Even if for some odd reason, we weren’t able to get our principal out, due to our ability to sell land through seller financing, we could still turn a HUGE profit just by offering terms instead of demanding cash (say $100 down, $100 per month).
Any way you look at it, it’s a lot safer than every other type of real estate, even during a recession – you just have to make sure you buy at the right price!
6. It Can Generate Cash Flow (If You Want)
Continuing the conversation about seller-financing, in the land business, you have a lot of options on how you can sell your property.
It’s very common for a land flipper to make over 100% ROI just in the sale price alone, and then make an additional 15% interest per year on top.
It’s also common for them to get 80-100% of their principal out in the down payment!
It’s Insane! Nothing else can touch the land business!
And what’s even crazier, is that if you structure the terms of each deal properly, even if a buyer defaults on you, it’s not the end of the world… you can just assume control of the property and resell it.
7. You Can Avoid The Three T’s of Real Estate: Tenants, Termites and Toilets!
Every problem in real estate investing can boil down to tenants, termites and toilets.
When you're dealing with land, you don’t have ANY of these problems.
As long as you've got the right deal, at the right price… all you need to worry about is selling it.
The Two Major Drawbacks of Flipping Land
Of course, everything in life has pros and cons and the land business is no exception.
We’ve just covered the pros, so let’s cover some of the cons.
1. This is an Active Business, Not a Passive Investment
I like to divide the world of real estate investing into two camps: real estate businesses (active) and real estate investments (passive).
Real estate businesses require that you work. If you stop working, you stop making money.
Things like rehabbing houses, wholesaling, being a broker, etc. are all strategies of real estate investing that require you to be “active”.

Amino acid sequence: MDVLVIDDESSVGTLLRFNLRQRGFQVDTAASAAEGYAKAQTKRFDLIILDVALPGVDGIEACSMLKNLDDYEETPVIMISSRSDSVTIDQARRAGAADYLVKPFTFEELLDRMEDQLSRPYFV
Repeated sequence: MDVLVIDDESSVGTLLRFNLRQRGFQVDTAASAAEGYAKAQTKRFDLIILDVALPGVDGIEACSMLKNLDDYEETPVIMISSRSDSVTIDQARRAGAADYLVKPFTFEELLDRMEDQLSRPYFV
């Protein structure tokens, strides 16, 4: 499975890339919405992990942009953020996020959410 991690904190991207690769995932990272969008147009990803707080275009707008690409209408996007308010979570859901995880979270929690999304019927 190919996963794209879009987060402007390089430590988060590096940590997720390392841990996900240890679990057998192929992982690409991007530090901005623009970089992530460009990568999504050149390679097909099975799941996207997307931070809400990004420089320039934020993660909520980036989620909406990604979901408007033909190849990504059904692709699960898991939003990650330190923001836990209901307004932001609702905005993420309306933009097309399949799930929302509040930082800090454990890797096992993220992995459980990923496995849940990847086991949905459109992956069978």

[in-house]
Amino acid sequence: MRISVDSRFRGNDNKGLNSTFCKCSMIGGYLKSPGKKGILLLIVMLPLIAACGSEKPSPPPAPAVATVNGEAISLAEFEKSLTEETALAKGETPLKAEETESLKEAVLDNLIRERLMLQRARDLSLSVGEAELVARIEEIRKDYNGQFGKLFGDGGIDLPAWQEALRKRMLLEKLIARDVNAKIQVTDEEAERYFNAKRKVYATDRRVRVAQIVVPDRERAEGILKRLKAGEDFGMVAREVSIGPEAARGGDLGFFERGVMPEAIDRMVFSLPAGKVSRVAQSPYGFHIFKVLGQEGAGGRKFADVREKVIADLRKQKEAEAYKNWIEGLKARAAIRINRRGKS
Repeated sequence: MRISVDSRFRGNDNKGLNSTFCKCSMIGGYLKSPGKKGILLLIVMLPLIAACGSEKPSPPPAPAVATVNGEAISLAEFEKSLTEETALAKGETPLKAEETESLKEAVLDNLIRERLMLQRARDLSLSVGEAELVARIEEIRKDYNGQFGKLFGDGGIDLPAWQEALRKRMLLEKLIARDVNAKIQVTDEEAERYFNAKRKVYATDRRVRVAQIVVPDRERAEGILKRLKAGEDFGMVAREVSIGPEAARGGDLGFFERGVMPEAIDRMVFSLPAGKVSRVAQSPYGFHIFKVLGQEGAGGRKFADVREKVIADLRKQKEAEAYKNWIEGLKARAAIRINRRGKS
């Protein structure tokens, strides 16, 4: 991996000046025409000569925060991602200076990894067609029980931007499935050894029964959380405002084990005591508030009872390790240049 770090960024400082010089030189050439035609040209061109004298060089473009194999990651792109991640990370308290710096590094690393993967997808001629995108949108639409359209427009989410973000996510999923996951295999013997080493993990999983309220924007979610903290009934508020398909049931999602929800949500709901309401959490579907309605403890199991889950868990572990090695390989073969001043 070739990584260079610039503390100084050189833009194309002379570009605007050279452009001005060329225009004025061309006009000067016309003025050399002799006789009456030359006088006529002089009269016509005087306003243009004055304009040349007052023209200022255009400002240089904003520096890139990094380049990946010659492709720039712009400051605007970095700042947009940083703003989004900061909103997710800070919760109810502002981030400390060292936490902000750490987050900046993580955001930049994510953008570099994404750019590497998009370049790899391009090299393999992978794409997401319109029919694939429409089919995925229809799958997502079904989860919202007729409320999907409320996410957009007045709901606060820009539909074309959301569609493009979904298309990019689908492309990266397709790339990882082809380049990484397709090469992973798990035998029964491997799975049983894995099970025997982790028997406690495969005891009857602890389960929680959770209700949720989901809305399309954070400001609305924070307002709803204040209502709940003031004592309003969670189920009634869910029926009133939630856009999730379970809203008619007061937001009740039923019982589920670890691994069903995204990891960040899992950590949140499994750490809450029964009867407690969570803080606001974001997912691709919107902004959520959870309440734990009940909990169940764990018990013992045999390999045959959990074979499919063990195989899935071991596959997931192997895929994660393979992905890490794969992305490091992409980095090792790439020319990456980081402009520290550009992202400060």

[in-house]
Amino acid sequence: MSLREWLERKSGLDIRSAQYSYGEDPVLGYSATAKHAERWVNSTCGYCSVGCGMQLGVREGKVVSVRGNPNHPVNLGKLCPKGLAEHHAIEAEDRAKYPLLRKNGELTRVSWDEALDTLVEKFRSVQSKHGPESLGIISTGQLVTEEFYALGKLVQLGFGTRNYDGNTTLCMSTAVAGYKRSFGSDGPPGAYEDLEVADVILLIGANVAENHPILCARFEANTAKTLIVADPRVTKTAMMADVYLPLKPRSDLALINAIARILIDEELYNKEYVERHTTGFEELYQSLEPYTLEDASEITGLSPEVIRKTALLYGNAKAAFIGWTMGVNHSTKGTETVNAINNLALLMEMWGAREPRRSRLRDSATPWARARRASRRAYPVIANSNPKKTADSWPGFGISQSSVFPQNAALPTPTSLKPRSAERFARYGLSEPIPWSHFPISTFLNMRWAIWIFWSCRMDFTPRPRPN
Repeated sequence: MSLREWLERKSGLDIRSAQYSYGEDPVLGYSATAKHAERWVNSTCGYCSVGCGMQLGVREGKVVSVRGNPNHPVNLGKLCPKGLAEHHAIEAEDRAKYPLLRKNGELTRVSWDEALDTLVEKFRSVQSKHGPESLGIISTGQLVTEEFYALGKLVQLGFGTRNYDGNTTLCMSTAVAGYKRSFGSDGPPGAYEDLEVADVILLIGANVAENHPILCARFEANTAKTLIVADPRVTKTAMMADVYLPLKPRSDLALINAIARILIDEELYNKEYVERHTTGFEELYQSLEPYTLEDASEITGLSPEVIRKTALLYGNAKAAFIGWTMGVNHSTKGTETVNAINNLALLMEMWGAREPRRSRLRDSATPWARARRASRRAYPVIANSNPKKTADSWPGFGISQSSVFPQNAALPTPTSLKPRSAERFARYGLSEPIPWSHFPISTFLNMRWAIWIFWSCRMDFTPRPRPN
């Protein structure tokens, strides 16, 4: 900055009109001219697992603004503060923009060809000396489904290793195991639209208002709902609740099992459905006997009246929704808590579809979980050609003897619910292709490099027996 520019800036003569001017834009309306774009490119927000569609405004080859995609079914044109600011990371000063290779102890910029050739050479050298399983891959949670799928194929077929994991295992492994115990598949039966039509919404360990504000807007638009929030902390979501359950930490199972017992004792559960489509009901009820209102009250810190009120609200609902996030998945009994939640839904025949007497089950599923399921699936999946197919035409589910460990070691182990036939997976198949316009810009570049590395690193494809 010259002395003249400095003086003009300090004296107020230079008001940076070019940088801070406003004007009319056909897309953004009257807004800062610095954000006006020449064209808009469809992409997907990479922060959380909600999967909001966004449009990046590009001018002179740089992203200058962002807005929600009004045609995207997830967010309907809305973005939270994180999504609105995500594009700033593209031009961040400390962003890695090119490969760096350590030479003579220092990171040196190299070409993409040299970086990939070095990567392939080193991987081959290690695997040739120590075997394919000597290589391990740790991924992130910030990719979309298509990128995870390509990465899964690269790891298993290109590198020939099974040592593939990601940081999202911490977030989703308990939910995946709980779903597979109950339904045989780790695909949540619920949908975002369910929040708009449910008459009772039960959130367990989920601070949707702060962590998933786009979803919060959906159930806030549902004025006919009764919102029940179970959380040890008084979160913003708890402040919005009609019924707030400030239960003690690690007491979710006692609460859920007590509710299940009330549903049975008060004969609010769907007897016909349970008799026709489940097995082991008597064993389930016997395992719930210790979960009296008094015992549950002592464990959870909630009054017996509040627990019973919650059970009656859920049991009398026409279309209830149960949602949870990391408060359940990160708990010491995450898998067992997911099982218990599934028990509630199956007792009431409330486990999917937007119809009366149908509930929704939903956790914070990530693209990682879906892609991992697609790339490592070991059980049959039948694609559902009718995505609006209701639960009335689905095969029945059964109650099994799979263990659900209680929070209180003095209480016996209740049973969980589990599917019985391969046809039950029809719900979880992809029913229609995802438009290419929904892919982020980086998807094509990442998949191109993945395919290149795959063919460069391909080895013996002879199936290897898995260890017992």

Land flipping falls squarely into this category as well.
You have to make sure mail goes out, leads are processed, and that you’re actively selling properties. If you don’t, you simply won’t make money.
Even with seller-financed deals that produce monthly cash flow, these sources of cash flow won't last forever. At some point, you have to keep buying more properties in order to keep the money coming in.
On the other hand, when it comes to real estate investments, these are much more passive in nature.
Private lending, buy and hold, triple net, etc. – once these deals are secured and set up properly, they take very minimal effort to maintain.
There are pros and cons to each, but land is by no means a passive endeavor.
If your goal is to buy an asset that makes money all on its own, land probably isn’t for you.
2. Deals Are Easy To Find, But Tough To Sell
As I mentioned earlier, the biggest bottleneck in the land business is in selling property.
You will spend the bulk of your time and effort in finding buyers and getting properties sold.
There are a number of things you can do to help make this happen, however, things just take a little longer to sell.
I’m typically selling properties within 3-6 months after taking ownership.
When I was wholesaling, we would panic if we held onto a property longer than 3 months.
The turnaround time with land is similar to flipping houses, but without the headaches of having to conduct a full rehab.
So, if land is something that interests you, be ready to hold onto properties a little while and put the hustle on!
The Next Steps
As we wrap things up, I’m sure you have a lot of questions.
Below are links and resources to help you take your next steps, and to address some of the more questions that you may have.
Flipping vacant land has radically changed my life and I hope that this blog post is the catalyst that changes yours…